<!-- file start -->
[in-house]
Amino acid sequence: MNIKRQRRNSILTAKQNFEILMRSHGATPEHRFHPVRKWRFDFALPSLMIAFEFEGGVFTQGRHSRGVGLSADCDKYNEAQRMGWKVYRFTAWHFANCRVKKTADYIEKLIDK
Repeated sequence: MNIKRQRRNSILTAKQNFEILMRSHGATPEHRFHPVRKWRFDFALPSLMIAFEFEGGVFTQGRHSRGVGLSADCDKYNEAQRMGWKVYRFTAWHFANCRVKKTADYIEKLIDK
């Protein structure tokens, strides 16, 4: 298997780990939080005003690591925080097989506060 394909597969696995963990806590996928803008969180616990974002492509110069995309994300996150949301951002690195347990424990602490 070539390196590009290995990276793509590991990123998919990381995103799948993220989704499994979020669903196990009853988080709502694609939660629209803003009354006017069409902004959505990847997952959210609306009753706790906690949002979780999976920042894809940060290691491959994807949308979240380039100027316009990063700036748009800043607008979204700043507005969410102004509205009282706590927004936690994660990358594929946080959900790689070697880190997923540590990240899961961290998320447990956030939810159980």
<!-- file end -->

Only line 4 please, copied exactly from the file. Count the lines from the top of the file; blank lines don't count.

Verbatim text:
């Protein structure tokens, strides 16, 4: 298997780990939080005003690591925080097989506060 394909597969696995963990806590996928803008969180616990974002492509110069995309994300996150949301951002690195347990424990602490 070539390196590009290995990276793509590991990123998919990381995103799948993220989704499994979020669903196990009853988080709502694609939660629209803003009354006017069409902004959505990847997952959210609306009753706790906690949002979780999976920042894809940060290691491959994807949308979240380039100027316009990063700036748009800043607008979204700043507005969410102004509205009282706590927004936690994660990358594929946080959900790689070697880190997923540590990240899961961290998320447990956030939810159980």